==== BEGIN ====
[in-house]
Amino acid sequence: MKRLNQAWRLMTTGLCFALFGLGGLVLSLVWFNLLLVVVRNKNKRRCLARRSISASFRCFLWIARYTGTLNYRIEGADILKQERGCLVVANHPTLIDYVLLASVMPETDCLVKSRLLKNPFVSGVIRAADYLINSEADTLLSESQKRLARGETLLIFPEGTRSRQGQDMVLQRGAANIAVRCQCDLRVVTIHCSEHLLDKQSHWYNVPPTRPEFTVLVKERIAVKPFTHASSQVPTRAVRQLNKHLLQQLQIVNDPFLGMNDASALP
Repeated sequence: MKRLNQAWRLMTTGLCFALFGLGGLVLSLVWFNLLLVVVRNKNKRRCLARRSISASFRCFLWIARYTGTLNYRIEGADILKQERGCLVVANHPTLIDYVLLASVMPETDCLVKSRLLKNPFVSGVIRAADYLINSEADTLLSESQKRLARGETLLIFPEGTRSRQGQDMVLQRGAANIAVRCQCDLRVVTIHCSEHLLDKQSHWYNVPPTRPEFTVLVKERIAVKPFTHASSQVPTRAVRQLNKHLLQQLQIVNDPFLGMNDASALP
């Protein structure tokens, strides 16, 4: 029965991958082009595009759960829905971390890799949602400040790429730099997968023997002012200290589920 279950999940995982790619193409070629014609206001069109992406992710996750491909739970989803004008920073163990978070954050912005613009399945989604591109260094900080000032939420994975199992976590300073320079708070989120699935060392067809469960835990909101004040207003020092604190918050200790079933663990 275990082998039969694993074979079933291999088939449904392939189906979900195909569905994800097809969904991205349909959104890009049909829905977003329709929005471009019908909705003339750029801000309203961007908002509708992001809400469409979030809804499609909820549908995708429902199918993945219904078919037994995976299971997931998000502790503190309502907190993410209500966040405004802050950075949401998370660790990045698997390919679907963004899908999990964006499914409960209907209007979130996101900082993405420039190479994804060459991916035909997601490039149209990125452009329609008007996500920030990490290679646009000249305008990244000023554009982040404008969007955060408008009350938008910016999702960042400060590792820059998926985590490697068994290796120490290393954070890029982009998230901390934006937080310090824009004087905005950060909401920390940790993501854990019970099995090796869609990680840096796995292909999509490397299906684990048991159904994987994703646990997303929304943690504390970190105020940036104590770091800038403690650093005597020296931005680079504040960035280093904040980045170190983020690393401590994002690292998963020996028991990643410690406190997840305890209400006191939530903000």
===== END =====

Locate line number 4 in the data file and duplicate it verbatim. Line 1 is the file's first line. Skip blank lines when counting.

């Protein structure tokens, strides 16, 4: 029965991958082009595009759960829905971390890799949602400040790429730099997968023997002012200290589920 279950999940995982790619193409070629014609206001069109992406992710996750491909739970989803004008920073163990978070954050912005613009399945989604591109260094900080000032939420994975199992976590300073320079708070989120699935060392067809469960835990909101004040207003020092604190918050200790079933663990 275990082998039969694993074979079933291999088939449904392939189906979900195909569905994800097809969904991205349909959104890009049909829905977003329709929005471009019908909705003339750029801000309203961007908002509708992001809400469409979030809804499609909820549908995708429902199918993945219904078919037994995976299971997931998000502790503190309502907190993410209500966040405004802050950075949401998370660790990045698997390919679907963004899908999990964006499914409960209907209007979130996101900082993405420039190479994804060459991916035909997601490039149209990125452009329609008007996500920030990490290679646009000249305008990244000023554009982040404008969007955060408008009350938008910016999702960042400060590792820059998926985590490697068994290796120490290393954070890029982009998230901390934006937080310090824009004087905005950060909401920390940790993501854990019970099995090796869609990680840096796995292909999509490397299906684990048991159904994987994703646990997303929304943690504390970190105020940036104590770091800038403690650093005597020296931005680079504040960035280093904040980045170190983020690393401590994002690292998963020996028991990643410690406190997840305890209400006191939530903000």